I think you could pretty much group everyone's comments on what someone who
self-publishes has to do under the umbrella of "you're the publisher." That
means you take on ALL the roles that a publisher does, without the clout a
has. That means you're no longer just the writer--all
the pre-production and production issues are yours (editing, copyediting,
proofreading, design, interior and cover artwork, administrative tasks like
ISBNs (beware a vanity publisher who says they'll get your ISBN--often
they're getting it in THEIR name, not yours, which causes problems in
reprints if you get that far), copyright registration, getting quotes from
printers and other vendors, etc.), and then the marketing, PR, sales, and
distribution are a major hurdle that you're handling yourself as well. As
many have already noted, you're not going to get your book in most
bookstores unless you have several books, and the quality of the book in
presentation and editing are always going to be an issue.
That's not to say that there aren't some great self-published books out
there--look at Schlock Mercenary and several other webcomic artists' books.
But they definitely fall in a niche--a niche for which they already had a
built-in audience from the webcomic of tens of thousands of fans. If you
don't already have an audience in place, it's definitely something you'll
have to consider, because building an audience for most books, at least
fiction, tends to be easier through a mainstream publisher.
Again, that doesn't mean it's not possible, but it is definitely daunting.
It's daunting for me as I start my small press, because I'm taking on a lot
of these roles myself, roles that when I worked with a larger publisher were
delegated to other employees. I will have to use all these kinds of
skills--skills that I've gained through working in a publisher--and be very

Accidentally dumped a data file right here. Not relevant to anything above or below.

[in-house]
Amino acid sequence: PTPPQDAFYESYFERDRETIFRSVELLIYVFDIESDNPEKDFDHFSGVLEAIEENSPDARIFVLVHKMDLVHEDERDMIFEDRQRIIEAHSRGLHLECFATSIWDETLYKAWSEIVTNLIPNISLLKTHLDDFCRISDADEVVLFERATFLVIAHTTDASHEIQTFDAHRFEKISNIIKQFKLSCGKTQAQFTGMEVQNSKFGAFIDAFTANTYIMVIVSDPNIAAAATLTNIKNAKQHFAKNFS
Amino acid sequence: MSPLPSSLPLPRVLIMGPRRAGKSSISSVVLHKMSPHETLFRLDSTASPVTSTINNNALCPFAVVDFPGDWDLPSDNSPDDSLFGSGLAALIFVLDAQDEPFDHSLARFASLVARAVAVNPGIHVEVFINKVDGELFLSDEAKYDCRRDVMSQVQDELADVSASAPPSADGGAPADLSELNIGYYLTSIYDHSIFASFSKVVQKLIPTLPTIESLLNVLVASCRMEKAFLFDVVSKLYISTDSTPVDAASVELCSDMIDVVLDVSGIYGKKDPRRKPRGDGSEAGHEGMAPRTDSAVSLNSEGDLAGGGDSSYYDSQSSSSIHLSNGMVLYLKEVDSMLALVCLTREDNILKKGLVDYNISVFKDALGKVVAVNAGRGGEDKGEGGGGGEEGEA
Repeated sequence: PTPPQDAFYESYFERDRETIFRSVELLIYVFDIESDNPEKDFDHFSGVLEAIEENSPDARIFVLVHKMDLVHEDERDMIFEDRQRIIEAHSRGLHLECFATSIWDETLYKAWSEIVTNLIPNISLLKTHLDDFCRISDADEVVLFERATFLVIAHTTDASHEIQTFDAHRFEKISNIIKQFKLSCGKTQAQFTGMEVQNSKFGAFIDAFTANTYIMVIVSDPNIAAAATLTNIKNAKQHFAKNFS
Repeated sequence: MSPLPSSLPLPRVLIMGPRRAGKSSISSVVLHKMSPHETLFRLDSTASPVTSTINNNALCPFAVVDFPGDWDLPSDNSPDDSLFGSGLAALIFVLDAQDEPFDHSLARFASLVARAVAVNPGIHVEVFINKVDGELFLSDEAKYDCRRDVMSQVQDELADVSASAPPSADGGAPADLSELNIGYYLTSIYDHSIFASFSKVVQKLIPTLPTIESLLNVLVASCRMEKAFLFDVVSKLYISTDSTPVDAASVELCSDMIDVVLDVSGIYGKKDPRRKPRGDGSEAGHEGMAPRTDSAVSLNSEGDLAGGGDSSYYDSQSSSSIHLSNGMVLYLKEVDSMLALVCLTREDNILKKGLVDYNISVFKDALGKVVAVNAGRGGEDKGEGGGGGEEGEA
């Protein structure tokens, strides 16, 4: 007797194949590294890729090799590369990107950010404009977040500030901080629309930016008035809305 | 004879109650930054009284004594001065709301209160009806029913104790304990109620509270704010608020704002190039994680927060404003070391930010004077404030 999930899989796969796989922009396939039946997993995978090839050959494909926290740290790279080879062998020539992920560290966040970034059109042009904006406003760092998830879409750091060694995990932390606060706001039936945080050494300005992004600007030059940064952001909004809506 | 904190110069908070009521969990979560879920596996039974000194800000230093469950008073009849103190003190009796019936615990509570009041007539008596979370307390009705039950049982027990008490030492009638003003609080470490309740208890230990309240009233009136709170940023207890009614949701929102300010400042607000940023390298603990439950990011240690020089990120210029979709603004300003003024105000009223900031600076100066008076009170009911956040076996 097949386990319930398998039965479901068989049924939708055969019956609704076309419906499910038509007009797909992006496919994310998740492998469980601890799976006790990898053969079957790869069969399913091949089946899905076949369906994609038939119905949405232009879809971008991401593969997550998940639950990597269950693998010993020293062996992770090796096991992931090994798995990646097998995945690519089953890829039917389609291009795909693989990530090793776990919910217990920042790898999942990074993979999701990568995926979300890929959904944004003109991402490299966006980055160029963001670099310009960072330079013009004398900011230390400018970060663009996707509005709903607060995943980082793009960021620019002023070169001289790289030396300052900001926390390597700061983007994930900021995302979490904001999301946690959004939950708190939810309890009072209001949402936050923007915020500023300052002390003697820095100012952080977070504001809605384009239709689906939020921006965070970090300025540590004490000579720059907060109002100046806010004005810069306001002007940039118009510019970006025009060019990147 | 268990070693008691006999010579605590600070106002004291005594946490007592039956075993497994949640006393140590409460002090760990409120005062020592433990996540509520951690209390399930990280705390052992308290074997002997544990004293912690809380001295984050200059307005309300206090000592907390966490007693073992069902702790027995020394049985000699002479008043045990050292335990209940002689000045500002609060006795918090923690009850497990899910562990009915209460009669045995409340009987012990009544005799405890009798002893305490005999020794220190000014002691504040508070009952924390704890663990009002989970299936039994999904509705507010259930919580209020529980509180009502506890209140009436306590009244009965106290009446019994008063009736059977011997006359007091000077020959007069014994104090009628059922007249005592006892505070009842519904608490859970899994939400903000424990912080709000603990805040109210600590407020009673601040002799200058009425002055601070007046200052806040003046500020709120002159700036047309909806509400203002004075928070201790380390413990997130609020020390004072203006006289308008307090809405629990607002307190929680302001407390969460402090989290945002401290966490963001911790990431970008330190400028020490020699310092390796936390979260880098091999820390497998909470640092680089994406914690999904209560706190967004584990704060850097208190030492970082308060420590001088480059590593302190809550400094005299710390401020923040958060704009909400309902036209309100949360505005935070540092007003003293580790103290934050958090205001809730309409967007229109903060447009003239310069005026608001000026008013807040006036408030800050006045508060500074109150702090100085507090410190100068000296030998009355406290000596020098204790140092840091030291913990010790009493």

active on the selling end (going to shows, etc.) until we get at least five
books out because no distributor will even look at a small press who isn't a
self-publisher until you have at least five titles out.
The stigma against self-publishing in the publishing world is simply that
with all that up against the average self-publisher- -and nowadays the
average self-publisher *tends* to be the kind of person who insists they
know publishing better than the experts, despite never having worked on
either side of publishing as a writer or editor/other publishing staff--few
people have the expertise to manage all those roles and come out with a
well-written, well-edited, well-designed book that also sells well. Heck,
it's hard enough to do it when you've got a team of experts on your side.
Now, when I said "the average self-publisher" that often rules out anyone
who's doing their research, like networking through lists like this and so
on. Already you've got more knowledge than the literally millions of
self-publishers out there--most people who go to self-publishing honestly
think that's how a book gets published. I had an old roommate, who knew I
was an editor, ask me how much it costs to get a book published by Random